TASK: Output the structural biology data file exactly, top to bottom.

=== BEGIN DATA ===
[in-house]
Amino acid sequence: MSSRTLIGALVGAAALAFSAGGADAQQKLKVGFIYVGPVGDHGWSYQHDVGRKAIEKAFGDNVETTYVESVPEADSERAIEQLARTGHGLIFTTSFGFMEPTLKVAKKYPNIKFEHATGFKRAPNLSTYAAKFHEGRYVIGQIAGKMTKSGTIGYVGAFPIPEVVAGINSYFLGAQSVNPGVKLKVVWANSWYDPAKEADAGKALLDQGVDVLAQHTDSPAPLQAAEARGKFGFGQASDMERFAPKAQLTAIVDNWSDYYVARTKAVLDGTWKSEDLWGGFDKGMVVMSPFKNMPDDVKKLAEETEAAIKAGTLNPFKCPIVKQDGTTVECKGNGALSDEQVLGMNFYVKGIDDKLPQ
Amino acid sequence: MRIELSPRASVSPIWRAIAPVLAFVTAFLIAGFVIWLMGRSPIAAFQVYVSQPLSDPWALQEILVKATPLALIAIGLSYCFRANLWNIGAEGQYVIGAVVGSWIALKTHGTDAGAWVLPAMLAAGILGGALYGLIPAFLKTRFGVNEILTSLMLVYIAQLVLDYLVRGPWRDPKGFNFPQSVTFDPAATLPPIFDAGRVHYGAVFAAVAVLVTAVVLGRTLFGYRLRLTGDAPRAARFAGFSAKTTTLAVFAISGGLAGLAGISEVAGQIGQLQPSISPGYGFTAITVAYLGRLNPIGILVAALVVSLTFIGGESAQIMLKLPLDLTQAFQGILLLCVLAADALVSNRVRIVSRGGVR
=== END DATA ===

[in-house]
Amino acid sequence: MSSRTLIGALVGAAALAFSAGGADAQQKLKVGFIYVGPVGDHGWSYQHDVGRKAIEKAFGDNVETTYVESVPEADSERAIEQLARTGHGLIFTTSFGFMEPTLKVAKKYPNIKFEHATGFKRAPNLSTYAAKFHEGRYVIGQIAGKMTKSGTIGYVGAFPIPEVVAGINSYFLGAQSVNPGVKLKVVWANSWYDPAKEADAGKALLDQGVDVLAQHTDSPAPLQAAEARGKFGFGQASDMERFAPKAQLTAIVDNWSDYYVARTKAVLDGTWKSEDLWGGFDKGMVVMSPFKNMPDDVKKLAEETEAAIKAGTLNPFKCPIVKQDGTTVECKGNGALSDEQVLGMNFYVKGIDDKLPQ
Amino acid sequence: MRIELSPRASVSPIWRAIAPVLAFVTAFLIAGFVIWLMGRSPIAAFQVYVSQPLSDPWALQEILVKATPLALIAIGLSYCFRANLWNIGAEGQYVIGAVVGSWIALKTHGTDAGAWVLPAMLAAGILGGALYGLIPAFLKTRFGVNEILTSLMLVYIAQLVLDYLVRGPWRDPKGFNFPQSVTFDPAATLPPIFDAGRVHYGAVFAAVAVLVTAVVLGRTLFGYRLRLTGDAPRAARFAGFSAKTTTLAVFAISGGLAGLAGISEVAGQIGQLQPSISPGYGFTAITVAYLGRLNPIGILVAALVVSLTFIGGESAQIMLKLPLDLTQAFQGILLLCVLAADALVSNRVRIVSRGGVR